It’s social media’s fault I’m percolating over my misspent youth…well, misspent young adulthood…I was a late bloomer. It could be the gray and rainy day too. “Rainy days and Mondays….” Gray and rainy days tend to make me percolate over misspent youth and my attention was drawn to a post about a former teaching peer, now deceased, which makes it more depressing.

My memory took me to one of those two dolla’ pitcher nights, Dino’s Lounge and Stoney Creek. A table surrounded by young men who still had their hair, harassing the pretty waitress as if we really had a chance and leaving a big tip just in case. Young men, friends who shared embellished stories of conquests past and ones we hoped would come. Young men with ready laughs and all their teeth. A brother, former coaching peers, a band director and a couple of former players. I remember it was a fun night long ago…but that might be those two dolla’ pitchers.

Somehow, we all survived to find other ways to die. Several are no longer with us…gone too quickly, but we all survived our foolishness. We all survived to be fine, upstanding if boring, citizens. Those young men still live in those memories…they will live as long as I live, along with two dolla’ pitchers, Dino’s Lounge and the Stoney Creek String Band.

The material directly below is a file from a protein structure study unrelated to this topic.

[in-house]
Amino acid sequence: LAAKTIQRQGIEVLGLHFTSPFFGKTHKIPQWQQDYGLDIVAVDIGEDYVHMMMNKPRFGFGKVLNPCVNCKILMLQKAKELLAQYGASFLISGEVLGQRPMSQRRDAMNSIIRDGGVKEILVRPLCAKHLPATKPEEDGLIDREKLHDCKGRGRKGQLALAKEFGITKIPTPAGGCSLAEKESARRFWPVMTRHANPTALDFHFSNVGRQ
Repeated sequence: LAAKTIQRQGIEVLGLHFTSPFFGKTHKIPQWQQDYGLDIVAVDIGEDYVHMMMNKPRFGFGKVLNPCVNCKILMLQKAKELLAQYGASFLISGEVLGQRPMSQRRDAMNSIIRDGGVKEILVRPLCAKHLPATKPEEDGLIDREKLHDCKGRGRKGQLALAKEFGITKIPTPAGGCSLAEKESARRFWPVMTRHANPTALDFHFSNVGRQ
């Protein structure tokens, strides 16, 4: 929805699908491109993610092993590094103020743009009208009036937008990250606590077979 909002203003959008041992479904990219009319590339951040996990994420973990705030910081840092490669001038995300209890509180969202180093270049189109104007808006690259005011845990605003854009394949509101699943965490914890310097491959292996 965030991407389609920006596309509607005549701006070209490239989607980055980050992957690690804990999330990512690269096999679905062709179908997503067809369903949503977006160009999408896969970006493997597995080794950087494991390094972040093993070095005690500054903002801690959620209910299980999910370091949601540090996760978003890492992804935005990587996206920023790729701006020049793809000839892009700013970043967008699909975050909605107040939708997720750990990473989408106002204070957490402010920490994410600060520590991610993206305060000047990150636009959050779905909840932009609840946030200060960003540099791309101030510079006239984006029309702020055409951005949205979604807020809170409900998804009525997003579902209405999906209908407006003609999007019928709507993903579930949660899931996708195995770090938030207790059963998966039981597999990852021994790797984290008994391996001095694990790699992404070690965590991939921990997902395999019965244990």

Footnote: There is a Stoney Creek Band which still exists after forty years in the business. They must be good and they play bluegrass too. It’s not my Stoney Creek Band which exists only in my memories. I’m sure there is a Dino’s Lounge somewhere. If it has two dolla’ pitchers, don’t bother telling me, I ain’t going.

Don Miller is a multi-genre writer. His works may be accessed at https://www.amazon.com/Don-Miller/e/B018IT38GM

Cornfields…in My Mind

 

It’s early February, it’s been cold here in the foothills of the Blue Ridge…not Chicago or Moscow cold…but for us thin-blooded Southerners it’s been damn cold.  It’s warmer today but that’s because it is raining to beat the band or to beat my metal roof.  Despite the elements, thanks to my son-in-law’s mother, I’m thinking about cornfields.  A bit early in the season to be thinking about cornfields but my thoughts tell me Kimberly’s memories of cornfields are a little different from mine…maybe.

Kimberly, Justin’s mother, posted a cornfield meme extolling the joys of running and playing in the cornfields of her youth and the memories they elicit.  I’m happy for Kimberly and her memories…mine are different and not the least bit warm and fuzzy.